H. Rachael Million-Perez said her pathway to the law was formed by her mother, who would tell her argumentative daughter when she was small that she ought to become a lawyer when she tired of an argument.
“I think that trait of wanting to prove people wrong when I think that there’s a right and just answer is just kind of a part of who I am,” Million-Perez said. This same belief has propelled her through her many successes both inside and out of law and to stand up for what she believes in.
When looking at her resume — which highlights her research in Israel, holding multiple clerkships, publishing articles in legal publications, mentoring law students, taking on cases and doing plenty of pro bono and community interests — Million-Perez said she can feel like she forgets all the things she has accomplished. She tends to focus on the jobs at hand and the puzzles that need to be put together.
Million-Perez‘s interest in the law is wide and varied in both patents and trade secrets, but in pro bono work ranging from immigration cases to medical organizations in Targeted Regulation of Abortion Providers laws. Her history in clerking alone ranges from serving as a judicialand then patent law clerk, judicial intern for the U.S. Court of Appeals in the Federal Circuit, the Office of General Counsel at the International Trade Commission and Colorado Supreme Court.
“There is just so much law out there,” she said. Her clerkships helped expose her to law she didn’t know existed and to show the diversity of law. “The best part of law, for me, is really understanding the nitty-gritty little facts that create law that you want for your client — that is very exciting.”
She said finding that one document or piece of case law that helps put the puzzle together of making a case stronger was a very intriguing part of the profession.
For her, patent law provides her with a puzzle needing to be pieced together to create a successful case.
“Maybe I should just pick up puzzles instead of doing them for a job,” she said with a laugh. “But I get to do it every day, and I really, really like that part.”
One major case Million-Perez had a hand in surrounded the drug Herceptin, approved to treat certain types of gastric and breast cancer. She represented the company Genentech, owner of the drug, in biosimilar patent litigation over the drug.
Another company was attempting to enter the market prior to when the patents on Herceptin expired, she said. This resulted in a patent infringement suit brought against them. She added she believes in Herceptin’s ability to help women across the globe in treatment.
She admitted she has always wanted to work on a biologic drug case due to her background in science, and the scientific complexity of the drugs. The case was enjoyable to work on and empowering to speak with scientists about the pathway from idea to creation and represent a company that has worked to bring these drugs to the market.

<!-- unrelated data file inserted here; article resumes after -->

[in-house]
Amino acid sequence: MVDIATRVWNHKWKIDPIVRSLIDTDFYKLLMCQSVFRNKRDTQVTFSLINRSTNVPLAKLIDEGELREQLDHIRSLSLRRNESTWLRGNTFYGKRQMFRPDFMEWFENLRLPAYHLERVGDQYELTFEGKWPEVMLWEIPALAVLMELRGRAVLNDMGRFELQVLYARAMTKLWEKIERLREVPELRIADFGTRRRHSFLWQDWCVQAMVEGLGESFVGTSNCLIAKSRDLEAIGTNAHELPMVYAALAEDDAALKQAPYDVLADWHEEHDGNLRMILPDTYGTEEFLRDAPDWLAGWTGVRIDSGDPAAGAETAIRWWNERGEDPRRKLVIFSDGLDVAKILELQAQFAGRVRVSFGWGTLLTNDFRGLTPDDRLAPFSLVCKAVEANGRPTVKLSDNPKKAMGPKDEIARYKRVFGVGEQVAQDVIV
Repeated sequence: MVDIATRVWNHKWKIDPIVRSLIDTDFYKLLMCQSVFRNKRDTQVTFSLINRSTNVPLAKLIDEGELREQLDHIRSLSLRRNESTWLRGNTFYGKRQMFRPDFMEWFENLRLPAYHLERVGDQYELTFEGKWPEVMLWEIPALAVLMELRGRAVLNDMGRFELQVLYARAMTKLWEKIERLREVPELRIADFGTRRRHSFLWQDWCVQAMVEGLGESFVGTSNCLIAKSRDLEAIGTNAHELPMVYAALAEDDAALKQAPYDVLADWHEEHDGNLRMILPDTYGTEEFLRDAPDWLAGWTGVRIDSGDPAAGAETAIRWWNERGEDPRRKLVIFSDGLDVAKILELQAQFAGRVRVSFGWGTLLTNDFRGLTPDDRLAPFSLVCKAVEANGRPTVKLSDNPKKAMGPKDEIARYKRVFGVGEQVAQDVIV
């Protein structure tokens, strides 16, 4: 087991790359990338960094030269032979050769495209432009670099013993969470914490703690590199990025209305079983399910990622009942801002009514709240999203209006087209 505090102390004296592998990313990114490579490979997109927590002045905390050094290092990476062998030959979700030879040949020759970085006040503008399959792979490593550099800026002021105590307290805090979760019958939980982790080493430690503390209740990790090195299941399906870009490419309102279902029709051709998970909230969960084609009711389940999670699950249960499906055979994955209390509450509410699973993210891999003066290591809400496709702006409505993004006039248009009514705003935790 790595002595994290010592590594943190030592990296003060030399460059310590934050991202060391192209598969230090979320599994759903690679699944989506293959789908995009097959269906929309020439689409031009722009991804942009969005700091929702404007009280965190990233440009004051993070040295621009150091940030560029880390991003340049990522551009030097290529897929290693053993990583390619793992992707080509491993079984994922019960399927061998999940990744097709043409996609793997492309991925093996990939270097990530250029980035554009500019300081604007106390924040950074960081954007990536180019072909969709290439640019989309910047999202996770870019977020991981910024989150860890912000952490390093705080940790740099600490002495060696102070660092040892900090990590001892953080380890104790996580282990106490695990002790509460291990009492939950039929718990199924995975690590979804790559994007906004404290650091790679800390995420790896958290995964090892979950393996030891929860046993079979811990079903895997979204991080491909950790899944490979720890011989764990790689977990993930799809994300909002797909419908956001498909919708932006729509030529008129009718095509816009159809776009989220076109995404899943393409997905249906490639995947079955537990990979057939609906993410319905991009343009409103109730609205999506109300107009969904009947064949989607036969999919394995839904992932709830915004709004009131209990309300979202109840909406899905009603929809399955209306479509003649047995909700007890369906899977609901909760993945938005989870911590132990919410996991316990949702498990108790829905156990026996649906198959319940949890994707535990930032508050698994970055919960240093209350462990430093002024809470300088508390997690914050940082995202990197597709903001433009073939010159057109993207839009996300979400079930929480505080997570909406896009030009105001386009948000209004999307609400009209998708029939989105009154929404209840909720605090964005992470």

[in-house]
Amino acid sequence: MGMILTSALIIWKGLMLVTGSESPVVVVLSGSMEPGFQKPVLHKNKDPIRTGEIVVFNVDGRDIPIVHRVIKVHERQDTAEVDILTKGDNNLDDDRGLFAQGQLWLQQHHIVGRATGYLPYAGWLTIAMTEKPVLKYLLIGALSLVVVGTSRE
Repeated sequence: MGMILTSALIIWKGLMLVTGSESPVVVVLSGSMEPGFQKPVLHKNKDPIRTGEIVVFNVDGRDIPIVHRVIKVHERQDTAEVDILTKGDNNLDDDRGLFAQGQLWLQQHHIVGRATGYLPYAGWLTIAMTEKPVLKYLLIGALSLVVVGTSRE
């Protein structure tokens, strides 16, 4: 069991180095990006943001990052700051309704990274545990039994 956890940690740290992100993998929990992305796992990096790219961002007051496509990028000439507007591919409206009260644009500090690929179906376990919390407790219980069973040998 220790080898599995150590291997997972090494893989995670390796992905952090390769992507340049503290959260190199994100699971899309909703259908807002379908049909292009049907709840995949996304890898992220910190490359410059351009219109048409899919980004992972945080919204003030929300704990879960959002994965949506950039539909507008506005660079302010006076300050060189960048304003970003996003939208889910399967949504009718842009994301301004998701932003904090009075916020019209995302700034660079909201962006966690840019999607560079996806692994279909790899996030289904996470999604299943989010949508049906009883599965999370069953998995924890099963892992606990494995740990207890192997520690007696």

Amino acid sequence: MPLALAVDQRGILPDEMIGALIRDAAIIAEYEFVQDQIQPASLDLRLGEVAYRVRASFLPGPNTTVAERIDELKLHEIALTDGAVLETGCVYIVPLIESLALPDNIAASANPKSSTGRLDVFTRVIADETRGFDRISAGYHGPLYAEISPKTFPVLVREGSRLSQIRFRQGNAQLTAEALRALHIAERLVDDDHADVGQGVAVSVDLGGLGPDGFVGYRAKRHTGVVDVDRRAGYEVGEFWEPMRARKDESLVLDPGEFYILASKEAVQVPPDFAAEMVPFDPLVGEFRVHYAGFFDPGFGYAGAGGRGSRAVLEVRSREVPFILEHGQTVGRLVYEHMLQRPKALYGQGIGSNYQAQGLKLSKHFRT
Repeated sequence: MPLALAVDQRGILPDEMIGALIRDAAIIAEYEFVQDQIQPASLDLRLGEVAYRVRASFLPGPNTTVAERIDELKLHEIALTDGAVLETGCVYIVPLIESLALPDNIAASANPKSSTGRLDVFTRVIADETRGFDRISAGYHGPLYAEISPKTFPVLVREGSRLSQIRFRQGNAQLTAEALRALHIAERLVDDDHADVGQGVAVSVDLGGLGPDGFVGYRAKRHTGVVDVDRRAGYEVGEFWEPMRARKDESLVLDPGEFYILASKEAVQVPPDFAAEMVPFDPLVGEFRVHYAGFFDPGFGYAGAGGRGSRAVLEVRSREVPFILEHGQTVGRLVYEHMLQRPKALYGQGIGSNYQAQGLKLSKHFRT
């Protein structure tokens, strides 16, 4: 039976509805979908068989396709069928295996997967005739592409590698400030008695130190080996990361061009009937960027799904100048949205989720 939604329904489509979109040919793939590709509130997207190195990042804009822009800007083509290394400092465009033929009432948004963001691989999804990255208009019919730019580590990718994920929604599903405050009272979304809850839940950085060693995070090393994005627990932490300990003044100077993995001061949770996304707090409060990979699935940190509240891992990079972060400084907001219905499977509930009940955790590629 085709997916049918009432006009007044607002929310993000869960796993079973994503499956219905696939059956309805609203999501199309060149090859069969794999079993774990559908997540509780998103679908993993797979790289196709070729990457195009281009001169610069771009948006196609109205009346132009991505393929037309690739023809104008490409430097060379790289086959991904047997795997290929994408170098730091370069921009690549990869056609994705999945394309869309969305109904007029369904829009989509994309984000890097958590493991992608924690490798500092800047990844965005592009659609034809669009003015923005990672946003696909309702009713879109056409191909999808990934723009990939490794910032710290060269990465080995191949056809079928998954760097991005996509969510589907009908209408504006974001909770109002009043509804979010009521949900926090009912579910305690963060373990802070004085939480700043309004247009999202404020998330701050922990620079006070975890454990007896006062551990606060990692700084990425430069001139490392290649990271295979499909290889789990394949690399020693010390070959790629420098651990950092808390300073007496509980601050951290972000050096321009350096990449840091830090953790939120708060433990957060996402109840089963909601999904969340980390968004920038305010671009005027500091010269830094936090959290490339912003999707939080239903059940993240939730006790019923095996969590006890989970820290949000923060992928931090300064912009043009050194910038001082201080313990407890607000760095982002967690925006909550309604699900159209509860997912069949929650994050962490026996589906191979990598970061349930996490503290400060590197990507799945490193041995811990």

The case resolved through a settlement and was significant due to the breadth, patent portfolio at stake and legal issues raised in respect to the Biologics Price Competition and Innovation Act of 2009, according to WilmerHale.
Part of her interest in scientific matters comes from her career before the law. She believes that the same trait of wanting to prove she is right was what led her into biochemistry work. After cold emailing labs across the globe, she was offered a position with the Bar-Ilan University in Israel. She spent a year working on male fertility and manipulating sperm cells to influence male fertility.
Million-Perez has also represented the American College of Obstetricians and Gynecologists in filings with the 6th Circuit in support of finding Targeted Regulation of Abortion Provider laws in Kentucky unconstitutional.
She says she definitely feels that is a one-of-a-kind pre-law history.
In her community work, Million-Perez is involved in the Colorado Hispanic Bar Association, where she serves as a co-chair of several committees within the group. One of her favorite areas to work within the bar is in professional advancement and trying to find Colorado lawyers needing to be held up and recognized for the work they do that often goes unnoticed, she said.
“It’s about propelling the community forward,” Million-Perez said. Whether that is the community of Coloradan Hispanic attorneys or Central or South American individuals.
She also serves as the co-chair of the Latinx Diversity affinity group at her firm, where she helps connect the many different Hispanic or Latinx attorneys within the firm and help them find a community where frustrations and victories can be discussed, and there are options to connect and recognize each other.
“Sometimes you just need that one person to go to bat for you,” Million Perez said. “That one person to lift you up for that moment, and that’s what I’m hoping we can do at WilmerHale, in Denver — I’m trying to do that at as many levels as I can.”
One of her major goals for her career is to continue to develop her skills and legal practice to deliver more to clients and her firm. For the time being, she plans to keep trying at being the best she can be and give back to her multiple communities.
One piece of advice she offered to new attorneys was to build up a team. She encouraged attorneys to think about who a better legal writer or trial lawyer might be and to exercise those skills. “Very rarely are we working in a silo, and if you don’t know your weaknesses or strengths — you’re not going to get anywhere.”